Bounceback From the Financial Crisis May Have Masked 2009 Weakness

While the level of funding seen during 2009 was a concern, the problem may have been partially hidden by the many large share price increases from lows they hit as a result of the financial crisis in late 2008. The level of funding in 2010 is lower and the impact of lower funding is now being seen in share price performance. Lower cash resources have resulted in lower activity levels and survival concerns, which has probably been a factor in the 40% or greater share price drop in the first 9 months of 2010 for 31 of 105 healthcare companies in the share price performance assessment. The bright spot is that investors can still make money in the sector, as 13 companies had their share prices increase by greater than 40% in that same period.

Protox and Oncolytics Start Q4 With a Bang

The $35 million dollar financing by Protox announced in September did not count in the Q3 total because the financing was not closed by September 30. The first $10 million tranche of that financing and the recent $25 million dollar bought deal financing by Oncolytics Biotech are a good start for Q4.

Pending Regulatory News May Build Buzz

There are also some upcoming events which could help create a little momentum in the sector. While Cardiome has had a delay in a U.S. Phase 3 study of its iv vernakalant (already approved in the E.U.), the start of Phase 3 trials of the oral version by its partner Merck would be a good boost. Theratechnologies is still waiting for the FDA decision on tesamorelin after the unanimous recommendation from an advisory committee. Bioniche’s parter Endo is expected to both release results from the first Phase 3 study of Urocidin™ and also start the second Phase 3 trial.

Evolution at Valeant and Angiotech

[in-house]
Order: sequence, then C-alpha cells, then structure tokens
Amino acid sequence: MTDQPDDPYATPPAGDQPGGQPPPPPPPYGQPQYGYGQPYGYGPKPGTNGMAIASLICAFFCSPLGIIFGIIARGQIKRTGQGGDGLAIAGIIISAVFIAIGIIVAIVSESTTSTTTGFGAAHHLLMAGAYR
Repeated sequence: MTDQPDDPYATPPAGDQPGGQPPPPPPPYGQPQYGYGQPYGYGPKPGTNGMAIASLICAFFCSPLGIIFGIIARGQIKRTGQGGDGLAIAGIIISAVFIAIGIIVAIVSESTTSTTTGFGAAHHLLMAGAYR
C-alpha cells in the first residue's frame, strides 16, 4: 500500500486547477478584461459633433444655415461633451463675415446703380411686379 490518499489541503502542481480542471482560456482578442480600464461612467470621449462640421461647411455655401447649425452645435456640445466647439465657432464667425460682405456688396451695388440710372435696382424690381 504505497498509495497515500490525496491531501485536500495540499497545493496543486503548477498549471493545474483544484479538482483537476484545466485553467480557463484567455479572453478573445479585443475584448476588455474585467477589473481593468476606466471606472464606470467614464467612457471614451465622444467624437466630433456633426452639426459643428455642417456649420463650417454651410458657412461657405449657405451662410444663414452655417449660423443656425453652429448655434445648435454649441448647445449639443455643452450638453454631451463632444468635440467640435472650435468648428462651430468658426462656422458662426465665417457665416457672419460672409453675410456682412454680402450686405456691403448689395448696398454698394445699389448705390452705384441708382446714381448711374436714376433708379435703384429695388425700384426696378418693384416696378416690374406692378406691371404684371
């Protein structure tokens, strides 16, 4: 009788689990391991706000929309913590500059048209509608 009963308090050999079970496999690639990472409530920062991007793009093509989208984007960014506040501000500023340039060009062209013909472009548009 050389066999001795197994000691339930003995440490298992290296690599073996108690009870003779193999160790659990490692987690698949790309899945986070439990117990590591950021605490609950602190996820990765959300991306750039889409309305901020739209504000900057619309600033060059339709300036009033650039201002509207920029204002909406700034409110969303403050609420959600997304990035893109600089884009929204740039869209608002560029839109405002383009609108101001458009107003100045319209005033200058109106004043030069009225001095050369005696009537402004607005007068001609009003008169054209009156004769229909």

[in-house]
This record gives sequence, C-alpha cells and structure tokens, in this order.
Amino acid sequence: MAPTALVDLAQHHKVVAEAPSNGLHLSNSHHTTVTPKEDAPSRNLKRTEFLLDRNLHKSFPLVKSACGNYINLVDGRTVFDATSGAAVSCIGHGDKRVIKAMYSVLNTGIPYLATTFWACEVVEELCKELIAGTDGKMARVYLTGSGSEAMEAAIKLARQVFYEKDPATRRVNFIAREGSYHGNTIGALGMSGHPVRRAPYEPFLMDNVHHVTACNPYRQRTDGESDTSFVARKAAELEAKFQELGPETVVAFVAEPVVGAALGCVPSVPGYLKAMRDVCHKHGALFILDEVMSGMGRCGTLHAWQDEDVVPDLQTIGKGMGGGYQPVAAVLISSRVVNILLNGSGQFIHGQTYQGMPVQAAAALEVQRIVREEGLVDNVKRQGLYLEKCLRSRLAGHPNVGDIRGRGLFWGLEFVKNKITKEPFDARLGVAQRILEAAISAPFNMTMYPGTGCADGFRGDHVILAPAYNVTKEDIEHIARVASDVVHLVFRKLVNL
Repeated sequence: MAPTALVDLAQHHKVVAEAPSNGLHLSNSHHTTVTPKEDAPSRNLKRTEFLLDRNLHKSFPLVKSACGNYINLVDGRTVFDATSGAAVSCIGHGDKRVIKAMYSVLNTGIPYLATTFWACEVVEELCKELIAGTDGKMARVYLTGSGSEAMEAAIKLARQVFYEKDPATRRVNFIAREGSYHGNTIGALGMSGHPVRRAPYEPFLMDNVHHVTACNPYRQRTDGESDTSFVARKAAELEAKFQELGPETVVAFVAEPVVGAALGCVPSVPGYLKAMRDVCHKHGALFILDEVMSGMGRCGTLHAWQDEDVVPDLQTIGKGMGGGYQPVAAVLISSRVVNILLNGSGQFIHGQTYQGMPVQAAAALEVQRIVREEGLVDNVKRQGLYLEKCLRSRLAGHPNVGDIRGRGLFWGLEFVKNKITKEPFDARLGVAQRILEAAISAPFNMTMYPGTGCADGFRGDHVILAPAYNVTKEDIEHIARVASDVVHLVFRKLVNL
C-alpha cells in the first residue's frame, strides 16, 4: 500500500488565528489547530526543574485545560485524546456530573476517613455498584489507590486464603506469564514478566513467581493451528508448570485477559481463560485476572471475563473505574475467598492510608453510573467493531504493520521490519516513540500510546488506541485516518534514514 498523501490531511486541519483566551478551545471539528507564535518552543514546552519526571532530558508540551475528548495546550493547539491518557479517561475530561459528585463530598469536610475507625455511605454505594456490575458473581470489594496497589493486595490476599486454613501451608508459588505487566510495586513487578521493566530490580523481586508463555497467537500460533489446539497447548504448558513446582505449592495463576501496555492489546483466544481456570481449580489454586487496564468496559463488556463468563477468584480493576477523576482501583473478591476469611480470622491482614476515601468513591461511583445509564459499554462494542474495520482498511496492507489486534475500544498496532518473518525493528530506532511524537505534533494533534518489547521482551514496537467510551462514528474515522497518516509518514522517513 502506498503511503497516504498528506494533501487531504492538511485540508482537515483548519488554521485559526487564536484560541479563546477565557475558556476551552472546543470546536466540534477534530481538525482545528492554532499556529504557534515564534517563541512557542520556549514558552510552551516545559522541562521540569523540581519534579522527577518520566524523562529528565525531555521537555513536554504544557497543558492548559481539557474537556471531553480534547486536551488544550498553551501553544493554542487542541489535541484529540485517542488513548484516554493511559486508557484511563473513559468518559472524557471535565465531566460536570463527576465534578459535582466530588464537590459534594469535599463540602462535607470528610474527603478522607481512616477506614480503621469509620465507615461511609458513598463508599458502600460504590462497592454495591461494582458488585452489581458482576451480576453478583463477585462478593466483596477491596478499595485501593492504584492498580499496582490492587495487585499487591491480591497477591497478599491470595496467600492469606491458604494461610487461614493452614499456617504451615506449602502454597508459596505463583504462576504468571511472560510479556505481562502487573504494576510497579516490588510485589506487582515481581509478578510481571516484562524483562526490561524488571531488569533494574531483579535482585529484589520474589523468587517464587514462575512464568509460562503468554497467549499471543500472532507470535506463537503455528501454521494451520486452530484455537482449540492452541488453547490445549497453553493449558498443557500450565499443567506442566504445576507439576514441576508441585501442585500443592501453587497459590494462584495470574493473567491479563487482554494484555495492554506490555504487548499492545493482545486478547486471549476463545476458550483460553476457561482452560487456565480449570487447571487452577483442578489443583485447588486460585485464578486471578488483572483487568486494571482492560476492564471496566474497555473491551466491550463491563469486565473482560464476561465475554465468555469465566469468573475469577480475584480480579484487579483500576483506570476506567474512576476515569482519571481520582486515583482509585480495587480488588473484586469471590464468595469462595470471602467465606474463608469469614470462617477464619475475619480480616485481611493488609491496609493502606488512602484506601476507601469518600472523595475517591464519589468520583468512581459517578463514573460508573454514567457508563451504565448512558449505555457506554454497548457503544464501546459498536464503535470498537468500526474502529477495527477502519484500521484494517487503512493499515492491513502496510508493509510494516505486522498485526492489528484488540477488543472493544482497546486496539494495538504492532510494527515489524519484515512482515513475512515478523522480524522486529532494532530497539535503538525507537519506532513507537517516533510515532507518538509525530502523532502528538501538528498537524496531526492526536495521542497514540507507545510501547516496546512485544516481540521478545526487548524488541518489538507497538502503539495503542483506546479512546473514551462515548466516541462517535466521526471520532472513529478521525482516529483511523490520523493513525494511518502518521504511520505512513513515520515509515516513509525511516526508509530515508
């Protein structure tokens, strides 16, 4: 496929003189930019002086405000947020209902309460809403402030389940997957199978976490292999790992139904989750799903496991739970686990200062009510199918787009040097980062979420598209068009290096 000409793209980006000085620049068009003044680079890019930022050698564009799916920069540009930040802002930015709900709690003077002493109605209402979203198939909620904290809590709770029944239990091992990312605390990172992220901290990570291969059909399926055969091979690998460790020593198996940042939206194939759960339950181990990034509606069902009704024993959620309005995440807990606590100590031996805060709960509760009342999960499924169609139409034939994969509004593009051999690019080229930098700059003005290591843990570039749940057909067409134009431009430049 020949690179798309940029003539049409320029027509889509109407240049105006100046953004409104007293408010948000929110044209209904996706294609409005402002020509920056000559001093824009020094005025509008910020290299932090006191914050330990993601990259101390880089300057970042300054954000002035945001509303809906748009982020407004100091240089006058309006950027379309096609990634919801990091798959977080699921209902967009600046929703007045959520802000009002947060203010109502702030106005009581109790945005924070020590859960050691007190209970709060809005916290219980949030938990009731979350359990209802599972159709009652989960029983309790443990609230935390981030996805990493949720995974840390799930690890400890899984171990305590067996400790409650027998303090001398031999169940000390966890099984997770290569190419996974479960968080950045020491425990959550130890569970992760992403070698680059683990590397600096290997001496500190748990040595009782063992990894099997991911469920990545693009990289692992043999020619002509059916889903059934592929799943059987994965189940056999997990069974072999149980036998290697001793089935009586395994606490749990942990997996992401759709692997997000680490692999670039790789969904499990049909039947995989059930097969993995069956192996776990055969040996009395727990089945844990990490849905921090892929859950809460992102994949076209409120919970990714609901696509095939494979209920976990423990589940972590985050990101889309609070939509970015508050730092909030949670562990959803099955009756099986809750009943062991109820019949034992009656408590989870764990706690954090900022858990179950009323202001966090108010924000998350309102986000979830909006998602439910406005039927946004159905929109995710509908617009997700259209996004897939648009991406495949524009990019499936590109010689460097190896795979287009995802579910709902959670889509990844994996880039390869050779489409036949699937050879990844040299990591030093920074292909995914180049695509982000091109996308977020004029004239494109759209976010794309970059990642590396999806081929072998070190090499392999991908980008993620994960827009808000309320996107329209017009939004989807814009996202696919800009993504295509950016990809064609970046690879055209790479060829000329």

Two large companies continue to evolve. Valeant is slowly exiting from the NCE business and going back to its specialty pharma roots as it gives back clinical programs which were acquired by the prior Biovail management. Angiotech has announced a major debt restructuring which will cut its ongoing financing costs but will also result in major dilution for current common shareholders.

More to Come on Profitable Canadian Healthcare Companies

My focus as a biotech analyst over the years has been the development stage companies. The Canadian healthcare sector also includes numerous companies which are not only profitable but also do monthly distributions to shareholders. I will take a look at these companies in a future post.

Monday Biotech Deal Review: October 25, 2010

Welcome to your weekly review of Canadian biotech deals for October 25, 2010.  Last week’s notable transactions included the Qualifying Transaction of TSXV CPC company CCS Capital Inc. (now known as China Health Labs & Diagnostics Ltd.) and ProMetic’s strategic agreement with Allist Pharmaceuticals Inc., for the commercialization in China of two of ProMetic’s drug candidates.  Read on to learn more about these transactions, as well as the usual assortment of Canadian biotech news. Read more of this post

Monday Biotech Deal Review: October 4, 2010

This week’s Monday Deal Review brings you the usual assortment of biotech wheelings and dealings from the past week, including a summary of the newly completed Valeant / Biovail merger.  Read more of this post